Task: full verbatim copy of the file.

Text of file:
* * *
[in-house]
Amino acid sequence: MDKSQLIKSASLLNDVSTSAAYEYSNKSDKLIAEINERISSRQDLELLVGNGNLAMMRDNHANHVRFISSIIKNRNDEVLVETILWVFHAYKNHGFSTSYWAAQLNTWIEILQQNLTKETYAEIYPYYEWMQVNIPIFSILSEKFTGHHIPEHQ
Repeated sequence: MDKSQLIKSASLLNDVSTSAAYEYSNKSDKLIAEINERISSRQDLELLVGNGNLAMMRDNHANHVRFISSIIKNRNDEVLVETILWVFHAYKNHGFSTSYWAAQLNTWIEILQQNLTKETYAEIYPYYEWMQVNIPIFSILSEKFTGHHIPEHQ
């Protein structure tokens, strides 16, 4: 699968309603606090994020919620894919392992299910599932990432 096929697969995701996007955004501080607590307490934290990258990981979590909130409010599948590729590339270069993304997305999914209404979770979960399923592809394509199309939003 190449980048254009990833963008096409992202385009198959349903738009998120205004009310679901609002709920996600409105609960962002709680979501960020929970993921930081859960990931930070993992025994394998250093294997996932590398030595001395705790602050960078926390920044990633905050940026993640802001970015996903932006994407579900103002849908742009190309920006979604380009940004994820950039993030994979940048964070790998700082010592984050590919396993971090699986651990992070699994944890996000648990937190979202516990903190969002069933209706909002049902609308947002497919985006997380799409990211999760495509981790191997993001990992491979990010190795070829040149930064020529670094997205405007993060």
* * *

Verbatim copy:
[in-house]
Amino acid sequence: MDKSQLIKSASLLNDVSTSAAYEYSNKSDKLIAEINERISSRQDLELLVGNGNLAMMRDNHANHVRFISSIIKNRNDEVLVETILWVFHAYKNHGFSTSYWAAQLNTWIEILQQNLTKETYAEIYPYYEWMQVNIPIFSILSEKFTGHHIPEHQ
Repeated sequence: MDKSQLIKSASLLNDVSTSAAYEYSNKSDKLIAEINERISSRQDLELLVGNGNLAMMRDNHANHVRFISSIIKNRNDEVLVETILWVFHAYKNHGFSTSYWAAQLNTWIEILQQNLTKETYAEIYPYYEWMQVNIPIFSILSEKFTGHHIPEHQ
């Protein structure tokens, strides 16, 4: 699968309603606090994020919620894919392992299910599932990432 096929697969995701996007955004501080607590307490934290990258990981979590909130409010599948590729590339270069993304997305999914209404979770979960399923592809394509199309939003 190449980048254009990833963008096409992202385009198959349903738009998120205004009310679901609002709920996600409105609960962002709680979501960020929970993921930081859960990931930070993992025994394998250093294997996932590398030595001395705790602050960078926390920044990633905050940026993640802001970015996903932006994407579900103002849908742009190309920006979604380009940004994820950039993030994979940048964070790998700082010592984050590919396993971090699986651990992070699994944890996000648990937190979202516990903190969002069933209706909002049902609308947002497919985006997380799409990211999760495509981790191997993001990992491979990010190795070829040149930064020529670094997205405007993060």